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Biological Chemistry

Picking Prion Infectivity Apart

New research suggests that infectious protein misfolding and Prion diseases’ neurological toxicity are independent processes

by Sarah Everts
February 28, 2011 | A version of this story appeared in Volume 89, Issue 9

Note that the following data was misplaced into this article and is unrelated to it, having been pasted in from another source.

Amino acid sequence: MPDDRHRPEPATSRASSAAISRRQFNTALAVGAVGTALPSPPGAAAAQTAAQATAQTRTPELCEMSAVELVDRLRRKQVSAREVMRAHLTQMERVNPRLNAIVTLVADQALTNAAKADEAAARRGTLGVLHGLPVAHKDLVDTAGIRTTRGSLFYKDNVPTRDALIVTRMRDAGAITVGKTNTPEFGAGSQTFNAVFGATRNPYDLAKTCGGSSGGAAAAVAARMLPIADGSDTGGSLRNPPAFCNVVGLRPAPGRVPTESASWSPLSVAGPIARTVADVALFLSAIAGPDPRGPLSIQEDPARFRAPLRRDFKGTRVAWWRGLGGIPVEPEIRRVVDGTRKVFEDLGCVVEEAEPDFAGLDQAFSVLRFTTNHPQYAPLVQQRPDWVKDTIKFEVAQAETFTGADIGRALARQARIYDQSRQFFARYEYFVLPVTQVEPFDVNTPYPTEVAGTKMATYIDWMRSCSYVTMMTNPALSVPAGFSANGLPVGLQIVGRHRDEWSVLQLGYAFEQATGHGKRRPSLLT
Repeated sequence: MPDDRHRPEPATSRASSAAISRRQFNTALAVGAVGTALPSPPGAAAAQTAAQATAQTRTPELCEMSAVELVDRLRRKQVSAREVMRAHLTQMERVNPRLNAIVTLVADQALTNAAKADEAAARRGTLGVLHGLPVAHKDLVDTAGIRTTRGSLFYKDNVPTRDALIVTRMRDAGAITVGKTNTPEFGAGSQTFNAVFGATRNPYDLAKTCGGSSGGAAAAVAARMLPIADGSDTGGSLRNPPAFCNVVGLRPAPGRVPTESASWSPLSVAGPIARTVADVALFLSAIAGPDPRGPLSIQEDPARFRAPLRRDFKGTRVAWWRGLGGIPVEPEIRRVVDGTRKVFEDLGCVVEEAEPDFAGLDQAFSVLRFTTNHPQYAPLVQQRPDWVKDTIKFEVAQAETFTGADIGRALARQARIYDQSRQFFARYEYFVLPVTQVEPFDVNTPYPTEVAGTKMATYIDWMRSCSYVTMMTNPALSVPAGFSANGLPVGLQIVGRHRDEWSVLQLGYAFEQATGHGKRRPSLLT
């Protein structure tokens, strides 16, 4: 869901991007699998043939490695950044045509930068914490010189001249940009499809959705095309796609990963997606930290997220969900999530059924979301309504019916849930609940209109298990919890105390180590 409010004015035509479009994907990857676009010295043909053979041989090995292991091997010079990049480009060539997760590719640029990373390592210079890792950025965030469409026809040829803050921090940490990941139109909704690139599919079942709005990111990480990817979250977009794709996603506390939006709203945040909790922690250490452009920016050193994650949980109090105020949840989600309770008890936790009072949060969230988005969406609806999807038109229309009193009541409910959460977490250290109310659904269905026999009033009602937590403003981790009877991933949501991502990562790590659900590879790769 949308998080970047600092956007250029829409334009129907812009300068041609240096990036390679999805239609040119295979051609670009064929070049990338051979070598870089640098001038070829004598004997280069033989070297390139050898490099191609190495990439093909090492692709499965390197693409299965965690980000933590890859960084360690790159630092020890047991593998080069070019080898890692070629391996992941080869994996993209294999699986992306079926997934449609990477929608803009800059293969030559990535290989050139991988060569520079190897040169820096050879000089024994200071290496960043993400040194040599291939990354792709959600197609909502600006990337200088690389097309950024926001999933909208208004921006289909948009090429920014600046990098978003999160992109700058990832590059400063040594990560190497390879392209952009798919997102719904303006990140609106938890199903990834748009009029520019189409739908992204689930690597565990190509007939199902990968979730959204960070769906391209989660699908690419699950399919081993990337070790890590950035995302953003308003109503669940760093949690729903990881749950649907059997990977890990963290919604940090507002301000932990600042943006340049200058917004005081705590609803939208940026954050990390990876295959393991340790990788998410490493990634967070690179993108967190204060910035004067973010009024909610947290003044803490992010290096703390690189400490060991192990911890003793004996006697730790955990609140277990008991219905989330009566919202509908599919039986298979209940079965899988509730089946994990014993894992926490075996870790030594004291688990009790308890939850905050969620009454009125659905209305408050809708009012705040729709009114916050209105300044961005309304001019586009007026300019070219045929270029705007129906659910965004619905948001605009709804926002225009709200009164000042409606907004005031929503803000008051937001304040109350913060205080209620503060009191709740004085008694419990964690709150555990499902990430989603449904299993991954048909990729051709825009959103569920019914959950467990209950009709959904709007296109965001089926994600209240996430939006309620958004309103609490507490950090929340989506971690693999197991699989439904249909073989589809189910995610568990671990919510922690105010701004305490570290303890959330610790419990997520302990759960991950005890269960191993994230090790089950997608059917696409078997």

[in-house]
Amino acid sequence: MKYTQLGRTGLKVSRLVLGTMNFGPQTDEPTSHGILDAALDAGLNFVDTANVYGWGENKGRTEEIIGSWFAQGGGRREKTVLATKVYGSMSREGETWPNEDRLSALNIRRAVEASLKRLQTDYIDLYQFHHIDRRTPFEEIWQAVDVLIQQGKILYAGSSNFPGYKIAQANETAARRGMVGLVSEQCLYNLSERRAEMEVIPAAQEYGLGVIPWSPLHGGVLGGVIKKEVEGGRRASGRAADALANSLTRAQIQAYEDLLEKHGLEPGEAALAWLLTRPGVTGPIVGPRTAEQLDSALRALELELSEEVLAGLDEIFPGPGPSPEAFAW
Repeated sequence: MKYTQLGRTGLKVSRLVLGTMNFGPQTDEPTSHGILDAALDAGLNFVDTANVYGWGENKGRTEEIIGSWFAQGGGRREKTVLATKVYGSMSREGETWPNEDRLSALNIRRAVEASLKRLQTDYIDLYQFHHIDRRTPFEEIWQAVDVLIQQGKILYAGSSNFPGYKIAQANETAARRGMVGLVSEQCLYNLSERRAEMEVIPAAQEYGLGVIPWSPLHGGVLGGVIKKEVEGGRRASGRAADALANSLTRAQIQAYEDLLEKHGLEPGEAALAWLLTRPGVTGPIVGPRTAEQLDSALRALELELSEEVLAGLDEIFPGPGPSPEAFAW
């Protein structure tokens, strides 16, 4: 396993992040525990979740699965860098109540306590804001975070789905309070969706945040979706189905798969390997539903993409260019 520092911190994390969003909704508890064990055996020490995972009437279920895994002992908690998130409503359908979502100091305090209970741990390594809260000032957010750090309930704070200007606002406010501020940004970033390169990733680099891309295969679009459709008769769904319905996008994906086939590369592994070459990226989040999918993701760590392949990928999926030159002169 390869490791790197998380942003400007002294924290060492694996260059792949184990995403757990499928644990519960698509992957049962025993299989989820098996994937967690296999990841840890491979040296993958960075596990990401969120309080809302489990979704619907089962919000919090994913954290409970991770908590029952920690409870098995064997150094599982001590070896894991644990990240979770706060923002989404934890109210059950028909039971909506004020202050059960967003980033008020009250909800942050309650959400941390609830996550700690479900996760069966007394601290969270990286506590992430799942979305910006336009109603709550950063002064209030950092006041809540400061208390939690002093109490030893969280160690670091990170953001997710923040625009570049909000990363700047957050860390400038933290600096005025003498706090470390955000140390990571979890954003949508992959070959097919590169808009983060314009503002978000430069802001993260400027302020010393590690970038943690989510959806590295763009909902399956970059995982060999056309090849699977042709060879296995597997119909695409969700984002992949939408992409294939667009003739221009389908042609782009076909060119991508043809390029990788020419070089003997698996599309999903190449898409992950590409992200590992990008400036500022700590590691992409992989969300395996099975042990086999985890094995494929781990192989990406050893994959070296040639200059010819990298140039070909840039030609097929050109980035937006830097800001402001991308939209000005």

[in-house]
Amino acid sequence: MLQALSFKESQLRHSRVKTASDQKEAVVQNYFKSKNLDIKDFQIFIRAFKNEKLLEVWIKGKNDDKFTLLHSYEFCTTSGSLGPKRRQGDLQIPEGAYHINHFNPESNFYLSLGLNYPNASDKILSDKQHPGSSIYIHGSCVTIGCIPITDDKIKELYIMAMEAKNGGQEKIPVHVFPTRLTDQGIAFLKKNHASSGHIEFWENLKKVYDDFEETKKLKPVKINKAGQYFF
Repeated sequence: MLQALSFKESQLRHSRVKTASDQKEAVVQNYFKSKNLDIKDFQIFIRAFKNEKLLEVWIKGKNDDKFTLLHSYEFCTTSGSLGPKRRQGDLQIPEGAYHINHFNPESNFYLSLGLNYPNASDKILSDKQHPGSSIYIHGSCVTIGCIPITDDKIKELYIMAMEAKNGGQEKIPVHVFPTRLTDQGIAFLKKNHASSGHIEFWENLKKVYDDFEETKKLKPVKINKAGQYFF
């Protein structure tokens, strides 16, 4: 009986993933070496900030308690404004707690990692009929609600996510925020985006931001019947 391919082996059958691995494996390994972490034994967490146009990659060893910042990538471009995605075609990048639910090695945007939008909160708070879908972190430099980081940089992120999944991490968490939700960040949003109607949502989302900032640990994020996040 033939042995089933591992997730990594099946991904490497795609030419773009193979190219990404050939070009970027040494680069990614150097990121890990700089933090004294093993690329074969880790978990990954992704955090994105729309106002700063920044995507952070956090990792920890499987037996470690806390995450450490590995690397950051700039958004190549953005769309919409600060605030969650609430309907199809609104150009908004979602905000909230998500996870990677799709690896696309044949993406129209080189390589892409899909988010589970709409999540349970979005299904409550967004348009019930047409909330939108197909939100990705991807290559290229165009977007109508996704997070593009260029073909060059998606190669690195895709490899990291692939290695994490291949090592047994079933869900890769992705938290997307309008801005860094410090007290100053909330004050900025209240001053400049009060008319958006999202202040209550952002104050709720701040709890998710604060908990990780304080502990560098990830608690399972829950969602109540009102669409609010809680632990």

Prion disorders such as Creutzfeldt–­Jakob disease and bovine spongiform encephalopathy have long kept researchers guessing about exactly how the diseases’ characteristically misfolded proteins lead to infectivity and toxicity. Research from John Collinge and colleagues at UCL Institute of Neurology, in London, suggests that the infectious refolding of normal proteins into misfolded versions and prion diseases’ neurological toxicity are independent processes (Nature, DOI: 10.1038/nature09768). The researchers note that “prions themselves are not neurotoxic but catalyze the formation of such species.” Working with mouse models, Collinge’s team showed that infectious prion proteins catalyze the increase in concentration of misfolded proteins, but that during this phase no clinically relevant toxicity occurs. Only after the misfolded prion proteins reach a saturation concentration does neurotoxicity initiate. In a commentary about the work, Reed B. Wickner of the U.S.’s National Institute of Diabetes & Digestive & Kidney Diseases notes that this “simple experiment [shows] that the infectious and toxic particles are not the same.” Wickner adds that “this is unexpected and raises issues central to our understanding of prion diseases.”


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